“What’s the difference between graffiti and art? All it is, is permission, that’s all, because some of these taggers are really talented.”
Coming from Darren Stackhouse, whose newest job is to find and eradicate graffiti wherever it may be found in Town of Ladysmith public spaces, that may sound like a case of ‘love thine enemy,’ but perhaps it could be thought of more pragmatically as knowing graffiti well.
For 10 years or more Stackhouse, whose company SEI Chemicals Canada has been working with municipalities from Campbell River to Nanaimo and Victoria blasting away graffiti before the taggers’ paint really gets a chance to dry.
Now he’s the frontline guy implementing the Town of Ladysmith’s new policy of removing graffiti within 24 hours. The hope is taggers will be discouraged if they know their works are not likely to be seen.
“Ladysmith has said they are going to be more proactive,” Stackhouse said. It’s a policy that has worked elsewhere.
“We’ve promised we’ll be here within 24 hours to remove any graffiti, Stackhouse said. “The more they know that, the more the taggers will go someplace else.”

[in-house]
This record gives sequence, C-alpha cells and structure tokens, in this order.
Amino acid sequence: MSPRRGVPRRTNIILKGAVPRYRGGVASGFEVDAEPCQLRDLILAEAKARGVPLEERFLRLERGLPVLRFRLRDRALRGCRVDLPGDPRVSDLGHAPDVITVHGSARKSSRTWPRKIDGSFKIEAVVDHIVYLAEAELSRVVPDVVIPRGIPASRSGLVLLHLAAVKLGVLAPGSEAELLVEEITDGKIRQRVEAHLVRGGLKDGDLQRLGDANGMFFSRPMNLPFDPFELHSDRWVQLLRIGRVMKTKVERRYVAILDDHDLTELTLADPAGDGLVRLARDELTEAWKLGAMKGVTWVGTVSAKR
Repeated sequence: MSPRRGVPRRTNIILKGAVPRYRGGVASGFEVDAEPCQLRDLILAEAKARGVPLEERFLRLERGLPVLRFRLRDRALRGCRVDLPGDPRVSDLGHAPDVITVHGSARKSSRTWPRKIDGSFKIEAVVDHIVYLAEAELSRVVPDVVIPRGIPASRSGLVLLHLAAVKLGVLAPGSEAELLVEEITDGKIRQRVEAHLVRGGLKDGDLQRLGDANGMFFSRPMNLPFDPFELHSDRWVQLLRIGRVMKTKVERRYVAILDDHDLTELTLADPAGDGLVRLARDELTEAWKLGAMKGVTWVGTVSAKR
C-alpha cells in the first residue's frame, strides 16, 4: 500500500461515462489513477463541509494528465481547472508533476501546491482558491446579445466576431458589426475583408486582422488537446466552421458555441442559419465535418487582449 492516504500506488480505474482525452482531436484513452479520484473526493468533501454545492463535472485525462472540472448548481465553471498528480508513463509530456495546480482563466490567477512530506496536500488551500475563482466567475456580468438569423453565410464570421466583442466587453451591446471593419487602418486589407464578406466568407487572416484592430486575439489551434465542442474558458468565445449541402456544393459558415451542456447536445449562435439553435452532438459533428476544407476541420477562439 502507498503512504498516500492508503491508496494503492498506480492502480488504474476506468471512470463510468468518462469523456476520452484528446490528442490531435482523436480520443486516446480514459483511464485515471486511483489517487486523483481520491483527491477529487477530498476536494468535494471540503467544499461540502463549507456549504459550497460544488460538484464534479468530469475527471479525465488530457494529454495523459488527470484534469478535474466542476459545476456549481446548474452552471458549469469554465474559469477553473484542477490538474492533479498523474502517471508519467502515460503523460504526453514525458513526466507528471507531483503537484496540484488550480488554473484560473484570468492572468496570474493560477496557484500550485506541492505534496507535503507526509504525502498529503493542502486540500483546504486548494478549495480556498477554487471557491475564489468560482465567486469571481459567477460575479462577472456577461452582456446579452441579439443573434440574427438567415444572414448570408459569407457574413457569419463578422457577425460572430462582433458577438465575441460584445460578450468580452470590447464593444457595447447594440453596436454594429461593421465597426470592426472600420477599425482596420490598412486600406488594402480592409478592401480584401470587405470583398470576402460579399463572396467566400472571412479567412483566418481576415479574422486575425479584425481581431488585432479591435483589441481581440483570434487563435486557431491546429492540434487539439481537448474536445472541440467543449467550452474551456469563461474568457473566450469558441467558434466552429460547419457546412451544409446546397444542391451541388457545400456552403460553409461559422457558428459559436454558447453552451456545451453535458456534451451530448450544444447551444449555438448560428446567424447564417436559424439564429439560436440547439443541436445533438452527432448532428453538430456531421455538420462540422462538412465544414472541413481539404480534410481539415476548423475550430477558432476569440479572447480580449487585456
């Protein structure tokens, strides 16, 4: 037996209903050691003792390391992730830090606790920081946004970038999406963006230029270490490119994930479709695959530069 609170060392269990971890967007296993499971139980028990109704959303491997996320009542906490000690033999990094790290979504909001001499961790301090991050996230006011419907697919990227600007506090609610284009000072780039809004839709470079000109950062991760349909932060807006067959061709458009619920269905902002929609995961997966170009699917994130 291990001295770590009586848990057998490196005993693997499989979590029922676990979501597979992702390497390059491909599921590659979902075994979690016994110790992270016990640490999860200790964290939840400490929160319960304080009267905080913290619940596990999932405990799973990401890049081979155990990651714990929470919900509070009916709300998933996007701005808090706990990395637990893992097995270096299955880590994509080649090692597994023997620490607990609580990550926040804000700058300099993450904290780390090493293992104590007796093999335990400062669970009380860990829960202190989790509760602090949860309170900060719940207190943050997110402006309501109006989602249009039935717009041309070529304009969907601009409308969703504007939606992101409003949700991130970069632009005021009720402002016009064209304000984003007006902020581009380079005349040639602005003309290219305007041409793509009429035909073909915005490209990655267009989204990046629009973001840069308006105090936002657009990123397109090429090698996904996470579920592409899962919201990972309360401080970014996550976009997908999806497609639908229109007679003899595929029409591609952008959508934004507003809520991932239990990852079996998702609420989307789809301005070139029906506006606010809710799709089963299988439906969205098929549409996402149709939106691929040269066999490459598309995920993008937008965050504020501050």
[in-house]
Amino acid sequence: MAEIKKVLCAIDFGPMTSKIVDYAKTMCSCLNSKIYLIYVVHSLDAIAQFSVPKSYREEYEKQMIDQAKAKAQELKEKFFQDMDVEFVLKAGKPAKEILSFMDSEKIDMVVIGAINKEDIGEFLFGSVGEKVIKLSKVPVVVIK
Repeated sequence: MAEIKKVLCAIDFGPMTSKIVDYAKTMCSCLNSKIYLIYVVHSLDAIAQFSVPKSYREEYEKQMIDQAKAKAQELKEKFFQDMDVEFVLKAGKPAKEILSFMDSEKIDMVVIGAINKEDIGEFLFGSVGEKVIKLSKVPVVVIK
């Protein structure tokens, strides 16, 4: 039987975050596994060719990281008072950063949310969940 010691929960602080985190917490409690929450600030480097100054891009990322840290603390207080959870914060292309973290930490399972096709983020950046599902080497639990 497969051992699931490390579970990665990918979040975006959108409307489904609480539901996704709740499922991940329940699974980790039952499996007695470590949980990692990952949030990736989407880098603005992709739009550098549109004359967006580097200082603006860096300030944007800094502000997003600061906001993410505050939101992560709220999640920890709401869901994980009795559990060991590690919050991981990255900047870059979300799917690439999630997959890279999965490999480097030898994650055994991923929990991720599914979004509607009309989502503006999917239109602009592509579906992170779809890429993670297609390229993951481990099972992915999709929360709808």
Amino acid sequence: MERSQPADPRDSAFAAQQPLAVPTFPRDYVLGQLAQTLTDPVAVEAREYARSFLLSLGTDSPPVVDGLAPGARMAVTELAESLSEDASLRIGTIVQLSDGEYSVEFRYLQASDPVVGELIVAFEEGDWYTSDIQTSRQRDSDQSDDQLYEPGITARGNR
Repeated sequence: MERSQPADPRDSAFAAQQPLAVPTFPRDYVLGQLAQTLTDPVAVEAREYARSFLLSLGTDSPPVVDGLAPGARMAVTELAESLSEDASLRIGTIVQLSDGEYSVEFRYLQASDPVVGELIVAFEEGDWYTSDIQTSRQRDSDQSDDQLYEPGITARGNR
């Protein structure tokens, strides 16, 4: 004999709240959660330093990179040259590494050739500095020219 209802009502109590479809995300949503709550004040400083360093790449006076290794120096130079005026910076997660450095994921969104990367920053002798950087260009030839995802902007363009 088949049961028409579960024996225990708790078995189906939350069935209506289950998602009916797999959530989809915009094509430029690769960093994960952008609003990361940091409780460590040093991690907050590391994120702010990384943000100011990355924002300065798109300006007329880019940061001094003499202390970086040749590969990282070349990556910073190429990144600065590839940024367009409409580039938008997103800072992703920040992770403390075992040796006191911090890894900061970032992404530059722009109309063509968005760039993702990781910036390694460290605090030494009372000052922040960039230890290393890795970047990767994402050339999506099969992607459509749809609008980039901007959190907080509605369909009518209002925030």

He added that removing graffiti quickly is also more economical. “The longer it stays on, the longer the sun has to bake it,” he explained. And once the paint gets deeper into the concrete canvasses taggers prefer, it drastically ups the time and cost it takes to remove it.
People have lots of misconceptions about graffiti. For instance, many young people are as annoyed as adults by what taggers consider ‘art.’ He used skate boarders as an example. “They hate taggers, because the latex the taggers use is slippery,” Stackhouse said.
Or the notion that there must be an army of taggers out there. “One tagger could to all this in a single night,” he said, looking around the Frank Jameson Community Centre skate park. He classifies tagging as a ‘recognized addiction.’
Part of the kick is anonymous notoriety. Take that away, and for many the thrill is gone, too. In other jurisdictions Stackhouse has worked it has taken a couple of months to sink in, but graffiti artists get the message that their moment of notoriety is going to be too short lived to be memorable.